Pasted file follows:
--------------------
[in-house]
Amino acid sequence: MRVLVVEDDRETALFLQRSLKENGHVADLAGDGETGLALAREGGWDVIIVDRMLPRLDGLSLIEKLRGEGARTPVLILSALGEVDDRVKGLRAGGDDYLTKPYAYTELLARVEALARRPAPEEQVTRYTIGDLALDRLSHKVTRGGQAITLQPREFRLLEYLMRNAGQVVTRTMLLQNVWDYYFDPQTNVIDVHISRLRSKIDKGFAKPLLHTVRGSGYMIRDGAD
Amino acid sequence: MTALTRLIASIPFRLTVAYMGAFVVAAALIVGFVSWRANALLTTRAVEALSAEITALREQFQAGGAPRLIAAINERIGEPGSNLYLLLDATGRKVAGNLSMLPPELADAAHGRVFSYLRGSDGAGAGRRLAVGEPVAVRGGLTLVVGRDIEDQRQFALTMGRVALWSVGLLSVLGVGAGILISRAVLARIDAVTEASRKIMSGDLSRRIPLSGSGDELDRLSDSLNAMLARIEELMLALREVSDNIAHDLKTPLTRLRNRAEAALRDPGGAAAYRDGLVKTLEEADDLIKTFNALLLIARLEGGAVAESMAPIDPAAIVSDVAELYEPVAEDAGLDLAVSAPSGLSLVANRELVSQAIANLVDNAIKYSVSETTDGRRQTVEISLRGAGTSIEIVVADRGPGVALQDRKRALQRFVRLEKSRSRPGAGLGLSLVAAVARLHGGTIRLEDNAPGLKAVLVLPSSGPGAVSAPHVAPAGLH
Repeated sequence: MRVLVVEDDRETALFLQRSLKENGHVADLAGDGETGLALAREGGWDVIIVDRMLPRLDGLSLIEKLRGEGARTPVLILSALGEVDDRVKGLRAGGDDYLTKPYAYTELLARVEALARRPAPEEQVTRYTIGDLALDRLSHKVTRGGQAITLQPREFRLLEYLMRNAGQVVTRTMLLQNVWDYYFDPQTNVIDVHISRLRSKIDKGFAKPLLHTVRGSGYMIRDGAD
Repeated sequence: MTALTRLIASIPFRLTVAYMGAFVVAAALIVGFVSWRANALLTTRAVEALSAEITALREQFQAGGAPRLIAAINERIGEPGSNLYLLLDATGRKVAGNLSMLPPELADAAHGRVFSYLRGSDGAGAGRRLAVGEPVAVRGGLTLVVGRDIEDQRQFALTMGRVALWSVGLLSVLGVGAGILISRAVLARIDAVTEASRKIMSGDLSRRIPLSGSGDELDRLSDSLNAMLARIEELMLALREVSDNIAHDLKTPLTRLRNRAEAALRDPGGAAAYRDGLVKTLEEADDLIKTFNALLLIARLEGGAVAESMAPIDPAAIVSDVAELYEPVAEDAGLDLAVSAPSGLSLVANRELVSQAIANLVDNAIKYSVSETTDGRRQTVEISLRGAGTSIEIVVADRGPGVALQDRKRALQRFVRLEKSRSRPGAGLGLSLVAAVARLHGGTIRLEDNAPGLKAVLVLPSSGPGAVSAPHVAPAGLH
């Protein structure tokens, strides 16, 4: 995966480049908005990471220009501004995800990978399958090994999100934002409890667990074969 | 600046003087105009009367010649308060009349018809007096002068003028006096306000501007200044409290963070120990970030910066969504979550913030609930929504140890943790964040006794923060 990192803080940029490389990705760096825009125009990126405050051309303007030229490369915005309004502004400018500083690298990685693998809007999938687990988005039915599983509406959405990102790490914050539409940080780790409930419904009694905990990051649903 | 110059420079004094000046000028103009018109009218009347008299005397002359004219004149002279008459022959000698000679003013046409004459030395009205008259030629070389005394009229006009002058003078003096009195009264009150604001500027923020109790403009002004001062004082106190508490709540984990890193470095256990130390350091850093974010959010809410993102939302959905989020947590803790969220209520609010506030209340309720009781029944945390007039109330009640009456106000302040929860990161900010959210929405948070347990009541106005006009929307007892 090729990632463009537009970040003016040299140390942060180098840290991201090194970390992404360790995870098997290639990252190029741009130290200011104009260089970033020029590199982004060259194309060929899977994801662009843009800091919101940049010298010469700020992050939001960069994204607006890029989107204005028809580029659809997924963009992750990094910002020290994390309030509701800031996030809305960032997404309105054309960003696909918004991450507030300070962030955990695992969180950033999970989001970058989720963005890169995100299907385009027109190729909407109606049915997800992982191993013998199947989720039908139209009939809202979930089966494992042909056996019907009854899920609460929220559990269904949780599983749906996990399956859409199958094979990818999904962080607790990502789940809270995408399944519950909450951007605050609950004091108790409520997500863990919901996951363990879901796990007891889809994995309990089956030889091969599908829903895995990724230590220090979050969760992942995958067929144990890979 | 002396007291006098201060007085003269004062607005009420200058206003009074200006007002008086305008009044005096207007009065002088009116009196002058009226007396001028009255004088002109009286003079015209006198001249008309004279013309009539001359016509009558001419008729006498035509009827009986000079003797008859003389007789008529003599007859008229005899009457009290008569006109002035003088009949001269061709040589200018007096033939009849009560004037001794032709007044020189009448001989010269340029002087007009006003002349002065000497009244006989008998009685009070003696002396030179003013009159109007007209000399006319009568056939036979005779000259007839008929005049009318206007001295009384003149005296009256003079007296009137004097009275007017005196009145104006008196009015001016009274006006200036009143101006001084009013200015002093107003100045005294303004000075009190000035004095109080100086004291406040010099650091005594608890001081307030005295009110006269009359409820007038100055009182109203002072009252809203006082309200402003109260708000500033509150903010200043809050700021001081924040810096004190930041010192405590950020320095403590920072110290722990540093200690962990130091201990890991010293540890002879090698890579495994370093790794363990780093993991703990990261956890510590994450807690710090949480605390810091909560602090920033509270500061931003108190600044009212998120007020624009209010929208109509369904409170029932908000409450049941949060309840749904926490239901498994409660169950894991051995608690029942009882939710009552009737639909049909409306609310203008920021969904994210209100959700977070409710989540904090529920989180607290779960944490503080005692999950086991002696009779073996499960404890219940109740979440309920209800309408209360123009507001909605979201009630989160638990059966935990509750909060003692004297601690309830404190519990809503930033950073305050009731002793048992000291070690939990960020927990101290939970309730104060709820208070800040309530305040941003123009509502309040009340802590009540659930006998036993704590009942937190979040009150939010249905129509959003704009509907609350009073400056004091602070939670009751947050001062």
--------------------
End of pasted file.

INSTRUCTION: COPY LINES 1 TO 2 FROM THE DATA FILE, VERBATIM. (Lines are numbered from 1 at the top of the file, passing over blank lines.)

[in-house]
Amino acid sequence: MRVLVVEDDRETALFLQRSLKENGHVADLAGDGETGLALAREGGWDVIIVDRMLPRLDGLSLIEKLRGEGARTPVLILSALGEVDDRVKGLRAGGDDYLTKPYAYTELLARVEALARRPAPEEQVTRYTIGDLALDRLSHKVTRGGQAITLQPREFRLLEYLMRNAGQVVTRTMLLQNVWDYYFDPQTNVIDVHISRLRSKIDKGFAKPLLHTVRGSGYMIRDGAD